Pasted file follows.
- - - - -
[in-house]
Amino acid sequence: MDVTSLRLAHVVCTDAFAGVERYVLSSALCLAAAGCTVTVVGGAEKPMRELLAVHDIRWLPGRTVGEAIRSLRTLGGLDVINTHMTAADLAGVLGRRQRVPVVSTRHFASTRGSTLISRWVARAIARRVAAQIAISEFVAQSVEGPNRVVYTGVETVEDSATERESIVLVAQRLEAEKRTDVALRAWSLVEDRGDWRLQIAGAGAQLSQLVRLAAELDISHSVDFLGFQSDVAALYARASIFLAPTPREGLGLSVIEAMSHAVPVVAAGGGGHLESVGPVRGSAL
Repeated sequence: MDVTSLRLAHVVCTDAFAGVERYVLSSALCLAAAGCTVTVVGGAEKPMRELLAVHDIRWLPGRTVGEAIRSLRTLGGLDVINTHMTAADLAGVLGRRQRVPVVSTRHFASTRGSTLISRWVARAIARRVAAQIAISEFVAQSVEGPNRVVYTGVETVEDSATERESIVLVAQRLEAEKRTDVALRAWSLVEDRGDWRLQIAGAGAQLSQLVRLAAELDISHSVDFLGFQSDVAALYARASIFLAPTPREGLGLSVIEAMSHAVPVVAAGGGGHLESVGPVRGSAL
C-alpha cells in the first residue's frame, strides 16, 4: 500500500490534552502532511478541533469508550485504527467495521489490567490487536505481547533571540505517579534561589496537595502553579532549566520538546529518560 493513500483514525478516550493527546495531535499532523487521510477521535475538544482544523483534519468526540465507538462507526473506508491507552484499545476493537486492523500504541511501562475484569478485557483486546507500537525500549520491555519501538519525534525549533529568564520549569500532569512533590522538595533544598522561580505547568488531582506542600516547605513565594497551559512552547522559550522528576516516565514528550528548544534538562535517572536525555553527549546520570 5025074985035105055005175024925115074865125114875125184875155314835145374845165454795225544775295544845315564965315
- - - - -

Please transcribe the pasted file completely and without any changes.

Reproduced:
[in-house]
Amino acid sequence: MDVTSLRLAHVVCTDAFAGVERYVLSSALCLAAAGCTVTVVGGAEKPMRELLAVHDIRWLPGRTVGEAIRSLRTLGGLDVINTHMTAADLAGVLGRRQRVPVVSTRHFASTRGSTLISRWVARAIARRVAAQIAISEFVAQSVEGPNRVVYTGVETVEDSATERESIVLVAQRLEAEKRTDVALRAWSLVEDRGDWRLQIAGAGAQLSQLVRLAAELDISHSVDFLGFQSDVAALYARASIFLAPTPREGLGLSVIEAMSHAVPVVAAGGGGHLESVGPVRGSAL
Repeated sequence: MDVTSLRLAHVVCTDAFAGVERYVLSSALCLAAAGCTVTVVGGAEKPMRELLAVHDIRWLPGRTVGEAIRSLRTLGGLDVINTHMTAADLAGVLGRRQRVPVVSTRHFASTRGSTLISRWVARAIARRVAAQIAISEFVAQSVEGPNRVVYTGVETVEDSATERESIVLVAQRLEAEKRTDVALRAWSLVEDRGDWRLQIAGAGAQLSQLVRLAAELDISHSVDFLGFQSDVAALYARASIFLAPTPREGLGLSVIEAMSHAVPVVAAGGGGHLESVGPVRGSAL
C-alpha cells in the first residue's frame, strides 16, 4: 500500500490534552502532511478541533469508550485504527467495521489490567490487536505481547533571540505517579534561589496537595502553579532549566520538546529518560 493513500483514525478516550493527546495531535499532523487521510477521535475538544482544523483534519468526540465507538462507526473506508491507552484499545476493537486492523500504541511501562475484569478485557483486546507500537525500549520491555519501538519525534525549533529568564520549569500532569512533590522538595533544598522561580505547568488531582506542600516547605513565594497551559512552547522559550522528576516516565514528550528548544534538562535517572536525555553527549546520570 5025074985035105055005175024925115074865125114875125184875155314835145374845165454795225544775295544845315564965315